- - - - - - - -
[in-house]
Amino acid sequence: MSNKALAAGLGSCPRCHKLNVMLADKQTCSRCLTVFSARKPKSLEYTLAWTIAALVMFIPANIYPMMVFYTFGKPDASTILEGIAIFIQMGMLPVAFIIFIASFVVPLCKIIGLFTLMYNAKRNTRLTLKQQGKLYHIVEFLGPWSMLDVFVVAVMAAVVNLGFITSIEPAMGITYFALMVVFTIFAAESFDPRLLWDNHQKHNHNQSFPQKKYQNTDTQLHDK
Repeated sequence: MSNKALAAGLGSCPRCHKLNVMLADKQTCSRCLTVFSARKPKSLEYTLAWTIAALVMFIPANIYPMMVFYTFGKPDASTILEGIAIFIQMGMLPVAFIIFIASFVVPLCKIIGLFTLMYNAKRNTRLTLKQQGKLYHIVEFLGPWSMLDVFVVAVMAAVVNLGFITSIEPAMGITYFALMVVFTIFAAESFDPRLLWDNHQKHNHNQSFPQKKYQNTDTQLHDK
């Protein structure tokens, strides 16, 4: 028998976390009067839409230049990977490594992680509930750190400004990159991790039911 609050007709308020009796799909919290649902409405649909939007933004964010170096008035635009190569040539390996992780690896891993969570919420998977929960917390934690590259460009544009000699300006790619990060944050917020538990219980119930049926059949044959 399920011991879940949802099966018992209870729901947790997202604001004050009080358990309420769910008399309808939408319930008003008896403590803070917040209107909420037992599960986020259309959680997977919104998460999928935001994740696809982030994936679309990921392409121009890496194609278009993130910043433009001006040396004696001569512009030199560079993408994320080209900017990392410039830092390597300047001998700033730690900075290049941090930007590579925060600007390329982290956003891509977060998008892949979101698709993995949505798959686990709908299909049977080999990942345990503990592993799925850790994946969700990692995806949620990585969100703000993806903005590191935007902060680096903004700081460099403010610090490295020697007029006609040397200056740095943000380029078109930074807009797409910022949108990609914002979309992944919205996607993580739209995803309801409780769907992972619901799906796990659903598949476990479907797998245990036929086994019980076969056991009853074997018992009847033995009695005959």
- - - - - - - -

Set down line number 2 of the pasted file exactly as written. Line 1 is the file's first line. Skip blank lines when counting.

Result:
Amino acid sequence: MSNKALAAGLGSCPRCHKLNVMLADKQTCSRCLTVFSARKPKSLEYTLAWTIAALVMFIPANIYPMMVFYTFGKPDASTILEGIAIFIQMGMLPVAFIIFIASFVVPLCKIIGLFTLMYNAKRNTRLTLKQQGKLYHIVEFLGPWSMLDVFVVAVMAAVVNLGFITSIEPAMGITYFALMVVFTIFAAESFDPRLLWDNHQKHNHNQSFPQKKYQNTDTQLHDK